Unfortunately, the micro-aggression of street harassment takes a different kind of detox than, say, free radicals. The repetitive trauma of being out in the world as a person who isn’t considered to be an actual person (i.e.: women, people of color, queers, folks with disabilities, poor folks, fat folks, etc.) works its way into muscles (tense shoulders, stiffened backs, tightened jaws) and patterns of being (taking different routes home, constantly checking surroundings, etc). Studies have linked the trauma of walking around in the world as a sexualized body to that of combat PTSD faced by soldiers returning from action. Flawed though it may be, the United States has a system for aiding those in the military who suffer from PTSD, but currently has no institutional strata for sufferers of sexualized violence, which street harassment falls under. Fighting back isn’t always a safe option, nor an option for everyone, so the often radical-seeming idea of self-care is what is currently available to us.

charmed-aphro said:

*this is not about me, but rather a post Id like to make* Is it a micro-aggression to ask an Indian married couple if the marriage was "arranged"? Because, I see this lots of times from White people to Indian couples (HONY, the followers of FarahDhukai). I want your feedback.

Yes, it’s hugely obnoxious to ask an Indian couple of their marriage is “arranged.” And yes, microaggressive. 



There are many ways to kindly and respectfully compliment the way a woman looks. But one descriptor that should be left out of such comments? “Exotic.”

Cristen Conger of the How Stuff Works podcast, Stuff Mom Never Told You, takes on the topic of “exotic” beauty.

Watch the full video with Conger explaining how Lupita Nyong’o was “extocized” during the 2014 Oscar season here. 

singleandnearlydead said:

I really like being typically girly and etc but whenever I bring up feminism or equal rights im never taken seriously. People laugh at me when I'm really mad about rape culture and whatnot and I get told "you're so cute when you're mad" and i PUBLIC

I just don’t know how to handle this response because whenever I express how demeaning that is I get told it was a compliment and I’m overreacting. Do you have any tips for dealing with this?

Don’t be friends with/hang out around people who belittle your emotions and demean you when you are expressing yourself.  That’s my advice, sorry that it’s so blunt but it’s really the best advice I can give.  Be friends with people who respect you, and “Haha you’re mad, how cute” or “Stop overreacting I was just joking” is NOT respectful.  It is sexist micro-aggression.

Super random but I remember a few summers ago I went over to this white (yes, her whiteness is relevant to the story *eyeroll*) girl’s house to hang out for the first time and she was like “hey do you want some watermelon? I know you like watermelon.” And snickered, and I just sorta gave her a side eye and let it go because I really did want some watermelon, but then she went to cut the watermelon and from the kitchen was like “You’re black, know of any special watermelon cutting secrets?”, and I was too uncomfortable at the time to speak up but I hope somehow she knows that her racist comments and constant micro-aggression are why I haven’t seen her since. Fuckin’ racists, man.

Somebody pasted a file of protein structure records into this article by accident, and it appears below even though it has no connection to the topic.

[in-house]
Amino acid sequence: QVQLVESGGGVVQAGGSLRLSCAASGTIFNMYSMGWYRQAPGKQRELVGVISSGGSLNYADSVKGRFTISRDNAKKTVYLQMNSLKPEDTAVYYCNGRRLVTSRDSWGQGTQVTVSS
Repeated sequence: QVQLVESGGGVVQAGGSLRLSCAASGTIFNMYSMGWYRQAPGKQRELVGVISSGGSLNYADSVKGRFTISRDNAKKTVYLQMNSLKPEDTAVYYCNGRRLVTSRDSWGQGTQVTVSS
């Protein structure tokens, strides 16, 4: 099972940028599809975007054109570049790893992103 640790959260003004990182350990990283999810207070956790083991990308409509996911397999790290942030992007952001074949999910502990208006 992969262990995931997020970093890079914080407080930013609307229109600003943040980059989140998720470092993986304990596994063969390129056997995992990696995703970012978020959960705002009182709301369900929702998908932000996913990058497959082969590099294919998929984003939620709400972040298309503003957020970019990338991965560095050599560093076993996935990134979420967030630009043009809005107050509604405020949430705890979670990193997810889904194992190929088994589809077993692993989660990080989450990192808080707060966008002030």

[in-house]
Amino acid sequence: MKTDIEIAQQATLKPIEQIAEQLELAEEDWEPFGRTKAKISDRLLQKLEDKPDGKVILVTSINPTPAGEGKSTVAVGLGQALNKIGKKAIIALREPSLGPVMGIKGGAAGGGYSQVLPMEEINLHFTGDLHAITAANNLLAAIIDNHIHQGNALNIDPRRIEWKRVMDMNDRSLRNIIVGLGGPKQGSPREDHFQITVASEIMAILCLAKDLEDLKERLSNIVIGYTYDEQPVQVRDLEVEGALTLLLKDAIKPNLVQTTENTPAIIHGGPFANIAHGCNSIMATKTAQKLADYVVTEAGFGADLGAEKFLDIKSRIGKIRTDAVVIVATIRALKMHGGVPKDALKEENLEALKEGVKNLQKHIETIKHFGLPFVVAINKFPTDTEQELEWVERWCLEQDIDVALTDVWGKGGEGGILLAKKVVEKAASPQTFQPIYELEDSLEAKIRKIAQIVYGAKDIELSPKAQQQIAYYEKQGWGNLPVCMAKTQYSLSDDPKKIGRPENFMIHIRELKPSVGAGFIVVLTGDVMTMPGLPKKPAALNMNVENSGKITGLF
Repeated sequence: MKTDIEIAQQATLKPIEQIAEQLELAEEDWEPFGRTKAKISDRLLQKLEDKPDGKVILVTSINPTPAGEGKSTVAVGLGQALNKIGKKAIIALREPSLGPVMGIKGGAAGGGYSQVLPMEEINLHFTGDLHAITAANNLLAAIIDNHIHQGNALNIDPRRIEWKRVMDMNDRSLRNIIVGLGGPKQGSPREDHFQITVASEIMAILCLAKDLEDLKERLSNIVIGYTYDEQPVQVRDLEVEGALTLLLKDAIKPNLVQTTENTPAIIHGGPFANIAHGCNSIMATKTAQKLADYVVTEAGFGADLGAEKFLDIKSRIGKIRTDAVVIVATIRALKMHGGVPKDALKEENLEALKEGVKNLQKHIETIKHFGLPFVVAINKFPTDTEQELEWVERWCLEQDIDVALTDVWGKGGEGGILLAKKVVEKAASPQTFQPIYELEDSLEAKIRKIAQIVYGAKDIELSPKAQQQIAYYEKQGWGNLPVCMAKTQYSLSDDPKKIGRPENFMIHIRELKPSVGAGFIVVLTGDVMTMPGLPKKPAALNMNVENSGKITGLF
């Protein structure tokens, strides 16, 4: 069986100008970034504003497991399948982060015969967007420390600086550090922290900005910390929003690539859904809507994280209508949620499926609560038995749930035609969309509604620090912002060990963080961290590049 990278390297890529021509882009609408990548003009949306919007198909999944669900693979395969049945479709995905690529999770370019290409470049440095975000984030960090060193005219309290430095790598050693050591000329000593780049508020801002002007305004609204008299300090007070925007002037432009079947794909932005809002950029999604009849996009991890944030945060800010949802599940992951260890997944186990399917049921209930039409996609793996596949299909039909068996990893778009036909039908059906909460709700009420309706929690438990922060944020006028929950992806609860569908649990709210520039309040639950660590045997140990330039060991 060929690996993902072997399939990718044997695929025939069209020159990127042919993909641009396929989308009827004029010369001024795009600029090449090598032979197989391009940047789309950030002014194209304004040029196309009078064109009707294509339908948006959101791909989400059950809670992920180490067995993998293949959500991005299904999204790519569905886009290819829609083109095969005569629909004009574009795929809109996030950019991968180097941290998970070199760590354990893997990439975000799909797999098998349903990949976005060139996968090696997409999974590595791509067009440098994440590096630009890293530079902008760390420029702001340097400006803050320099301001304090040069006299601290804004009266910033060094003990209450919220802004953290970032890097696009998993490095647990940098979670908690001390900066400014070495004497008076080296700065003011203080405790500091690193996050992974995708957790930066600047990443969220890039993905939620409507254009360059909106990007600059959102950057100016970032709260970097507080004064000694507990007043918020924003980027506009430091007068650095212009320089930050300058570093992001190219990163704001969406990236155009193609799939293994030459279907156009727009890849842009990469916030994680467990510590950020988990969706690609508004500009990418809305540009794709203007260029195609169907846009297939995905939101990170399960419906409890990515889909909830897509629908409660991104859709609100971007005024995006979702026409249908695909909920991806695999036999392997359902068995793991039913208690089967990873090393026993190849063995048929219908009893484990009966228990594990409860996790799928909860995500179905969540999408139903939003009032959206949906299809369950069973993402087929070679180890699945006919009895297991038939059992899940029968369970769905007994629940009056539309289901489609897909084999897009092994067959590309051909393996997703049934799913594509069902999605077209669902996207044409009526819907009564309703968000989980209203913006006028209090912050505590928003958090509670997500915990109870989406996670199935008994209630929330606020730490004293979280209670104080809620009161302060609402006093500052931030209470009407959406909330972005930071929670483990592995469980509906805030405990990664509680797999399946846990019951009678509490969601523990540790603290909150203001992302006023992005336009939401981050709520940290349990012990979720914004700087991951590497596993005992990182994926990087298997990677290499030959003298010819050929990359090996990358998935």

Frida Kahlo painted about micro aggressions long before the term was coined

Unos cuantos piquetitos, por Frida Kahlo (a few small nips)


A newspaper report about an unfaithful woman murdered in an act of jealousy provided Kahlo with the subject matter for this work. The murderer defended his actions before the judge by saying: “But it was just a few small nips!” The violent deed makes symbolic reference to Frida’s own mental state and her own emotional injuries.


see how micro aggressions work: bit by bit a few snips can, will and does kill us! Got this connection at the retreat I had on Monday w/my new staff! Facilitator TO was everything!

anonymous said:

Hi! How would I go about making clear the race/ethnicity of a character without explicitly saying it? I'm writing my story as a type of journal and since my character already knows her own race she wouldn't really be writing it down (unless you think that's plausible, in which case, please explain?)

Defying White as Default

Well, as she journals she’s sure to reveal bits and pieces about herself and/or her family, right? You could always indicate her race in this way, as well as mentioning details of cultural aspects like a holiday she celebrated.

Expressing racial grievances occurring to her or her family could indicate her race too if she goes into a bit of detail.

Micro-aggressions, for example. Like someone petting her hair, her being followed in a store, being refused service, someone holding their purse close to them when she walked by, or other applicable insensitive actions or comments. No need to overwhelm a story if it’s not “About that” but hey, this stuff happens.

Descriptions of her hair, facial features and skin tone also work as well. 

Key thing is to pair indicators with others, typically placed here and there within the story and closely within the beginning, lest we forget she’s x race (and oh, readers will).

In any case, it’s not implausible to be blunt about her race. Just, with any detail, you have to work it in naturally according to what makes sense to your story and your character’s voice.